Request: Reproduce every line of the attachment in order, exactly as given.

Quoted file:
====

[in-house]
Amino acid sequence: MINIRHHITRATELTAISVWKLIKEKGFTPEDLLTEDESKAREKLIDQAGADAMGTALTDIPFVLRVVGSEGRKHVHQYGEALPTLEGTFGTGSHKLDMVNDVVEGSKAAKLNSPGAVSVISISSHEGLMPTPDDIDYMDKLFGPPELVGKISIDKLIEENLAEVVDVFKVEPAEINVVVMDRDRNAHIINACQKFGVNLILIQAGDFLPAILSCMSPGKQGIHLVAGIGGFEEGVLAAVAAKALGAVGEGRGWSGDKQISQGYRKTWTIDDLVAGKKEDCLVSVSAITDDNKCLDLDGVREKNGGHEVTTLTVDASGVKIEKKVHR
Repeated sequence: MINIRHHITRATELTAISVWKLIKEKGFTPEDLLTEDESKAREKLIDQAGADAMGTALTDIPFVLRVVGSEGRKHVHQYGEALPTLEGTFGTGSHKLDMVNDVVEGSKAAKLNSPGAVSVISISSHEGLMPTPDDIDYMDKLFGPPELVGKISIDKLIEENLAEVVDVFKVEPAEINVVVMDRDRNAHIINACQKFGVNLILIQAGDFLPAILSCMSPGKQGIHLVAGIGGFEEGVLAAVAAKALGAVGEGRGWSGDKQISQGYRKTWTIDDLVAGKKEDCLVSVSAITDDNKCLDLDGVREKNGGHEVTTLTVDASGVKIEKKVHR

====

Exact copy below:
[in-house]
Amino acid sequence: MINIRHHITRATELTAISVWKLIKEKGFTPEDLLTEDESKAREKLIDQAGADAMGTALTDIPFVLRVVGSEGRKHVHQYGEALPTLEGTFGTGSHKLDMVNDVVEGSKAAKLNSPGAVSVISISSHEGLMPTPDDIDYMDKLFGPPELVGKISIDKLIEENLAEVVDVFKVEPAEINVVVMDRDRNAHIINACQKFGVNLILIQAGDFLPAILSCMSPGKQGIHLVAGIGGFEEGVLAAVAAKALGAVGEGRGWSGDKQISQGYRKTWTIDDLVAGKKEDCLVSVSAITDDNKCLDLDGVREKNGGHEVTTLTVDASGVKIEKKVHR
Repeated sequence: MINIRHHITRATELTAISVWKLIKEKGFTPEDLLTEDESKAREKLIDQAGADAMGTALTDIPFVLRVVGSEGRKHVHQYGEALPTLEGTFGTGSHKLDMVNDVVEGSKAAKLNSPGAVSVISISSHEGLMPTPDDIDYMDKLFGPPELVGKISIDKLIEENLAEVVDVFKVEPAEINVVVMDRDRNAHIINACQKFGVNLILIQAGDFLPAILSCMSPGKQGIHLVAGIGGFEEGVLAAVAAKALGAVGEGRGWSGDKQISQGYRKTWTIDDLVAGKKEDCLVSVSAITDDNKCLDLDGVREKNGGHEVTTLTVDASGVKIEKKVHR